Archivo F.X. / Pedro G. Romero
Archivo F.X. is an institution working with a vast archive of images of anti-sacramental political iconoclasm in Spain between 1845 and 1945. These images are classified according to a critical index of terms comingfrom the visual constructions of the broad field of the radical modernist project. For instance, a psychotechnic cell, or cheka, from the Santa Úrsula convent in Valencia is called Barracão, after the work by Hélio Oiticica.
The presentation centred on La Escuela Moderna [The Modern School] for the 31st Bienal works in several different ways. On one hand, it is a parodical portrait – in the classic sense of parody – of art’s archaeological and genealogical drives today, and reveals the existence of a secret movement that connects the rationalist pedagogy introduced by the Catalan educator and anarchist Francesc Ferrer i Guàrdia, which spread throughout Spain and other European countries, USA, the Philippines and Latin America, with some of the radical manifestations of art in our day. On the other, the display is also a commentary on the excesses of the so-called pedagogic shift that seems to have found in the field of the visual arts a practical purpose and a comfortable political design for the overflow that comes from working with the unknown. Additionally, it addresses the failure of the radical modern project with paradoxical joy, accepting it as its own failure, in the knowledge that the rubble from its ruins makes the bestmaterial for the architecture of our present.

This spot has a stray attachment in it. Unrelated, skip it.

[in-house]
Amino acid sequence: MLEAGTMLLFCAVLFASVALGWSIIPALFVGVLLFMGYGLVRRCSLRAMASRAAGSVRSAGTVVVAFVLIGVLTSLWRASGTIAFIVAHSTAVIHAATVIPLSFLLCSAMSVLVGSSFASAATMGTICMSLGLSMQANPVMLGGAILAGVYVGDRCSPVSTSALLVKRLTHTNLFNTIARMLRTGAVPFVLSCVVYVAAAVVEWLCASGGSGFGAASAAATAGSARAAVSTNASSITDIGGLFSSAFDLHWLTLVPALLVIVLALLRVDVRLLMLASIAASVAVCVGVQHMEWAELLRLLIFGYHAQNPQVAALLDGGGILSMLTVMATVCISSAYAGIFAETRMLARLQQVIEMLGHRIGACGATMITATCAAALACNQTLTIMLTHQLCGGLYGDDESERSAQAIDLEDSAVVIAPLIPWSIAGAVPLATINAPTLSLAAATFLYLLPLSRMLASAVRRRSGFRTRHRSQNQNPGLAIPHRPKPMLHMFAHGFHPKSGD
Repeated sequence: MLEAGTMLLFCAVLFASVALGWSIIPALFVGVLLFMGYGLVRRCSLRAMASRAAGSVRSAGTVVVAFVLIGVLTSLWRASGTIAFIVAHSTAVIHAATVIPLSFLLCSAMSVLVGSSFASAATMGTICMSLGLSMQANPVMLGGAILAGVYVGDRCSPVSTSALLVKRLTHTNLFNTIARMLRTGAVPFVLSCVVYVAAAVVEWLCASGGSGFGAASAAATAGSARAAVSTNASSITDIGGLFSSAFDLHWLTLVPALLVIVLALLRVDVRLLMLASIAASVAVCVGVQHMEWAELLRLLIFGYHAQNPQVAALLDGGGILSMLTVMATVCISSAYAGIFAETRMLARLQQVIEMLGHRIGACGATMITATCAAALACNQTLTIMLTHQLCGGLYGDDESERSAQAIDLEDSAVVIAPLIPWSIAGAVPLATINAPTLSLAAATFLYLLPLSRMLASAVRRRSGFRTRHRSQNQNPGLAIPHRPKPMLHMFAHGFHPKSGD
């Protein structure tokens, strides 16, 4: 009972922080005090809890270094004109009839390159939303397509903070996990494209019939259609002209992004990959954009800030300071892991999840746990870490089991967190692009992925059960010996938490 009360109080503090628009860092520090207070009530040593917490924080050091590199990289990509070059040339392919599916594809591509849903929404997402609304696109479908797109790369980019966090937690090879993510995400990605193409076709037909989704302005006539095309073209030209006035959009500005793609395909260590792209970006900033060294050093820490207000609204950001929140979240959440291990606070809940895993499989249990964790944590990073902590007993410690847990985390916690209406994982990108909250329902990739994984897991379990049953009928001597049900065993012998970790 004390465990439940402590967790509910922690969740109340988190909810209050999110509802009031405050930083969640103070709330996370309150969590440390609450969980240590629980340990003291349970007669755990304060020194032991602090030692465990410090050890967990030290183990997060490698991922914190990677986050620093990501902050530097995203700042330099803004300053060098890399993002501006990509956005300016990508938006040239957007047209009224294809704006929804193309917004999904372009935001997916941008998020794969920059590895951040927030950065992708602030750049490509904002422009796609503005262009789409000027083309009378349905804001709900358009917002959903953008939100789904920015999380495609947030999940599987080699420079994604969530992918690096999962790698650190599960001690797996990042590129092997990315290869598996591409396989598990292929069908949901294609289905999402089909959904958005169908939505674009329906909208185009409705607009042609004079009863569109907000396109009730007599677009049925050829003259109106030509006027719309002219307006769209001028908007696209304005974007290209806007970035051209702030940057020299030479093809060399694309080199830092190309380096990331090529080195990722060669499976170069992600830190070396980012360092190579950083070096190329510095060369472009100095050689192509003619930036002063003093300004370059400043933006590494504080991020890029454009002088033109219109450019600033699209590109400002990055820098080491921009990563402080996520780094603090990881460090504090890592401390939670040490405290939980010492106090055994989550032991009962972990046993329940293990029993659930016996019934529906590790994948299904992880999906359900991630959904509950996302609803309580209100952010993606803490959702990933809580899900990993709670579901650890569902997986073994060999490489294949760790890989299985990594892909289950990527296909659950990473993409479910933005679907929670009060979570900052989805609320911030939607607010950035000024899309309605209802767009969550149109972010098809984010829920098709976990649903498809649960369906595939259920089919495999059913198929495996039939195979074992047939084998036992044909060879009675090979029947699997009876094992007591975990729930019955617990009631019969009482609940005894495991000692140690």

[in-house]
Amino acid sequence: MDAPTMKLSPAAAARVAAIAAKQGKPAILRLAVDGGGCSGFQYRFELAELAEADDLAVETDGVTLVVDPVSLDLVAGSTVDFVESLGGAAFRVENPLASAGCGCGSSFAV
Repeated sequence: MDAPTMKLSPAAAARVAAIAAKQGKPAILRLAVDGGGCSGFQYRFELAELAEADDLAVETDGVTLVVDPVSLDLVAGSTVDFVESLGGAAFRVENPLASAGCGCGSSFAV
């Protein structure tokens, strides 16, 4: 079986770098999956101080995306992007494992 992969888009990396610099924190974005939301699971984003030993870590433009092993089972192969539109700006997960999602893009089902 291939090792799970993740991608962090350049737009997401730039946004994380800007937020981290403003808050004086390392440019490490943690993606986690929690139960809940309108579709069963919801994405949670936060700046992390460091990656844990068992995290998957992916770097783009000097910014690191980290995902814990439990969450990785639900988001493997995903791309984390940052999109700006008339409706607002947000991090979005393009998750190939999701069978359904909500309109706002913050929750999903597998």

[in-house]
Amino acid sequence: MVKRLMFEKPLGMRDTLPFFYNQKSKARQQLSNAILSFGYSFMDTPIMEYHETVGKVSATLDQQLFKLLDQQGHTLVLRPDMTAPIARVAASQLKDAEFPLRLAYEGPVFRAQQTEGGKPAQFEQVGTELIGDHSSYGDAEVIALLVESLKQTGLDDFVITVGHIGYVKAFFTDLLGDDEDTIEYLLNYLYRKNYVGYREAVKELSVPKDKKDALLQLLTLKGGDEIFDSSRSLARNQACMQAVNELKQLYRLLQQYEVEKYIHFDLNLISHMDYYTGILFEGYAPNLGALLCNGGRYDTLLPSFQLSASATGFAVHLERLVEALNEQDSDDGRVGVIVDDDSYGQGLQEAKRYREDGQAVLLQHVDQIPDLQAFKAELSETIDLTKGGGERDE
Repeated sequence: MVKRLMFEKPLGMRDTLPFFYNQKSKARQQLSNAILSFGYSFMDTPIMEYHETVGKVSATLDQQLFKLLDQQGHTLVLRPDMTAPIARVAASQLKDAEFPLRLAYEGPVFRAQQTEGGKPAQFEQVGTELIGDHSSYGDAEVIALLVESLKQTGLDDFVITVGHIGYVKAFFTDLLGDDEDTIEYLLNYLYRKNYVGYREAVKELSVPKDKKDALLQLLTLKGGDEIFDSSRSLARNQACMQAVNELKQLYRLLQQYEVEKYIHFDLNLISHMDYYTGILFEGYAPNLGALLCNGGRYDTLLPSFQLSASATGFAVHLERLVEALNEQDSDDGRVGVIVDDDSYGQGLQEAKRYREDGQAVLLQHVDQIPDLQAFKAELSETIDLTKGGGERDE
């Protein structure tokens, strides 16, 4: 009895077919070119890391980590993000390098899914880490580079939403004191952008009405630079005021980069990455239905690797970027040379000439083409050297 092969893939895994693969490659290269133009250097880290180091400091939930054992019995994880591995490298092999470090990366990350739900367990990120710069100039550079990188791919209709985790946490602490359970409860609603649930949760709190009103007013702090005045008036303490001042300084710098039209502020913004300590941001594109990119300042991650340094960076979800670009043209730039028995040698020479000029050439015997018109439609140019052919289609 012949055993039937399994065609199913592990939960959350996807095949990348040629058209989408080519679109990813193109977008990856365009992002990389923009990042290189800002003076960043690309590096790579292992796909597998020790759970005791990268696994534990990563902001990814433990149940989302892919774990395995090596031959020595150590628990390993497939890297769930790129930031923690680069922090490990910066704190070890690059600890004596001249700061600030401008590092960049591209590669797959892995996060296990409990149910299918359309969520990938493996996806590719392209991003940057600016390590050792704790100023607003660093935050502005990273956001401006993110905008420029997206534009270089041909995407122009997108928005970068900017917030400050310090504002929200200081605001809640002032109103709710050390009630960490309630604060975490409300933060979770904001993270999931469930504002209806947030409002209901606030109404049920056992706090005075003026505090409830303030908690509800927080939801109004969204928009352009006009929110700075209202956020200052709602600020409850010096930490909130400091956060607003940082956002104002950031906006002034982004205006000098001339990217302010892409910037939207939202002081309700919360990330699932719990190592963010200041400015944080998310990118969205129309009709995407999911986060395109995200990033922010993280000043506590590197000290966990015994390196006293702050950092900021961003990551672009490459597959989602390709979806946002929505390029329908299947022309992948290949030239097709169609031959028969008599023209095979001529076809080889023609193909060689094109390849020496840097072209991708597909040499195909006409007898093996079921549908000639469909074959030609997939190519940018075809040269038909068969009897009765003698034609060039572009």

The connections between the Escuela Moderna and modern art are notable. Ferrer admired Ramón y Cajal’s scientific drawings (the installation design for the 31st Bienal takes them as its model) and Kupka’s social projections. Jean Vigo’s Zéro de conduite or Las Hurdes: Tierra sin pan (both 1933), directed by Luis Buñuel and produced by Ramón Acín, are heavily influenced by it (both are screened in the installation). Man Ray began his artistic career at the Ferrer Center in New York. José Oiticica, Hélio Oiticica’s grandfather and most direct influence, started his political journey by mentioning Ferrer, and he supported the introduction of the Escuela Moderna in Brazil. In 1908 a school doctrinally linked with the Escuela Moderna was opened in São Paulo. – PGR